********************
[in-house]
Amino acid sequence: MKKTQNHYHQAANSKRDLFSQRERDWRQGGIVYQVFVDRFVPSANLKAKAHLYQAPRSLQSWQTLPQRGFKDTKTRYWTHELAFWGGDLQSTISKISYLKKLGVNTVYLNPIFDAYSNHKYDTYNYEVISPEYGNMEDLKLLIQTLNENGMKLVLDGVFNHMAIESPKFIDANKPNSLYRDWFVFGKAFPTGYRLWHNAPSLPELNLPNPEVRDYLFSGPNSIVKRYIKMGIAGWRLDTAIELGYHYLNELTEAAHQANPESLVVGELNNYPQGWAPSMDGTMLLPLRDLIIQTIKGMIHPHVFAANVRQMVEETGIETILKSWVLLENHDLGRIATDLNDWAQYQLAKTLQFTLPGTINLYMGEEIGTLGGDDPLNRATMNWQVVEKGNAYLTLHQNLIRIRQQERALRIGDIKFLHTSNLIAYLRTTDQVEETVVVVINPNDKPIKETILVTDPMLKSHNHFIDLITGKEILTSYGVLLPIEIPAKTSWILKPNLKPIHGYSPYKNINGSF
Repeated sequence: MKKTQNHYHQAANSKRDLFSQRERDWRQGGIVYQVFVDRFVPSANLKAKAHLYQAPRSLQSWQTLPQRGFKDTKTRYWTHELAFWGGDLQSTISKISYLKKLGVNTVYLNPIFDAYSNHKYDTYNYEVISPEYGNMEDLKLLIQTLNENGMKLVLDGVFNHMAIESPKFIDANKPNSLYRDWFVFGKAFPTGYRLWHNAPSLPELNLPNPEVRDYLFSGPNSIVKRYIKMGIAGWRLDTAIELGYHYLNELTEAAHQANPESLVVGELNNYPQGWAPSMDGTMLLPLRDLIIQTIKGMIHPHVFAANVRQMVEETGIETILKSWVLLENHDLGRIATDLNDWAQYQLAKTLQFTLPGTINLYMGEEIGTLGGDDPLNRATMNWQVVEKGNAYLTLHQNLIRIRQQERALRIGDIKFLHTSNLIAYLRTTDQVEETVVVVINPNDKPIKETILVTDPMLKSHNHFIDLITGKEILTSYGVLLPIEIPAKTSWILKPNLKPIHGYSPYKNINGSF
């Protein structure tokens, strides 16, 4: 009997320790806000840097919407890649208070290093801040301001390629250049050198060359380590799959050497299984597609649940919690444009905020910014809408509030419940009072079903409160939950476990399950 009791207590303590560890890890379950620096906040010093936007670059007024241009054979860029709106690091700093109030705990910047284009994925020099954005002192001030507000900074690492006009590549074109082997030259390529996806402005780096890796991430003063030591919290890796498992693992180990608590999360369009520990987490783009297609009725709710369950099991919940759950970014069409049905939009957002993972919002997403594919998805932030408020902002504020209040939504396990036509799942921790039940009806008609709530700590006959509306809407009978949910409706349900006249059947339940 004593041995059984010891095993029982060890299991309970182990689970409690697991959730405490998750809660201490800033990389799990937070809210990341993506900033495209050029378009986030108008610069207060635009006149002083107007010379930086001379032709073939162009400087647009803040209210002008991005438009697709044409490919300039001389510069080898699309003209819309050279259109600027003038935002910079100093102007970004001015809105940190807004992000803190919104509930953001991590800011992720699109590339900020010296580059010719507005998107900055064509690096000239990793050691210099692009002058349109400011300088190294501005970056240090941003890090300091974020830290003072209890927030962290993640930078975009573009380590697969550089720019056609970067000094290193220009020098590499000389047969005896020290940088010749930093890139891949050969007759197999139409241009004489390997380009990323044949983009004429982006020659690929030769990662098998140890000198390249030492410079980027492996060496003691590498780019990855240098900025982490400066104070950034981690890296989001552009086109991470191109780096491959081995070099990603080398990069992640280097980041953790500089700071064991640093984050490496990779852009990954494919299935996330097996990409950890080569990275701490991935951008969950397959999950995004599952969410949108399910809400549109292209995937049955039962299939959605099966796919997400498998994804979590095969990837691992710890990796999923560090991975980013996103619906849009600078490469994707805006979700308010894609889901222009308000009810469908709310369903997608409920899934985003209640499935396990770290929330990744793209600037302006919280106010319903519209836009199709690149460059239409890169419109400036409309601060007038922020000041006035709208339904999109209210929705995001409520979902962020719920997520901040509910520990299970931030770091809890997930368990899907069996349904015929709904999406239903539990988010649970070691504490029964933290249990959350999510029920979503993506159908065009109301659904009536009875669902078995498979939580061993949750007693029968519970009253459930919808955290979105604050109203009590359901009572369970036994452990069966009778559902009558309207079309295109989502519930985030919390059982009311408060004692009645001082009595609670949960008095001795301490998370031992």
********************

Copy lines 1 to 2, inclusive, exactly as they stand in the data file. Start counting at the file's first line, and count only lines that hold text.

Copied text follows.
[in-house]
Amino acid sequence: MKKTQNHYHQAANSKRDLFSQRERDWRQGGIVYQVFVDRFVPSANLKAKAHLYQAPRSLQSWQTLPQRGFKDTKTRYWTHELAFWGGDLQSTISKISYLKKLGVNTVYLNPIFDAYSNHKYDTYNYEVISPEYGNMEDLKLLIQTLNENGMKLVLDGVFNHMAIESPKFIDANKPNSLYRDWFVFGKAFPTGYRLWHNAPSLPELNLPNPEVRDYLFSGPNSIVKRYIKMGIAGWRLDTAIELGYHYLNELTEAAHQANPESLVVGELNNYPQGWAPSMDGTMLLPLRDLIIQTIKGMIHPHVFAANVRQMVEETGIETILKSWVLLENHDLGRIATDLNDWAQYQLAKTLQFTLPGTINLYMGEEIGTLGGDDPLNRATMNWQVVEKGNAYLTLHQNLIRIRQQERALRIGDIKFLHTSNLIAYLRTTDQVEETVVVVINPNDKPIKETILVTDPMLKSHNHFIDLITGKEILTSYGVLLPIEIPAKTSWILKPNLKPIHGYSPYKNINGSF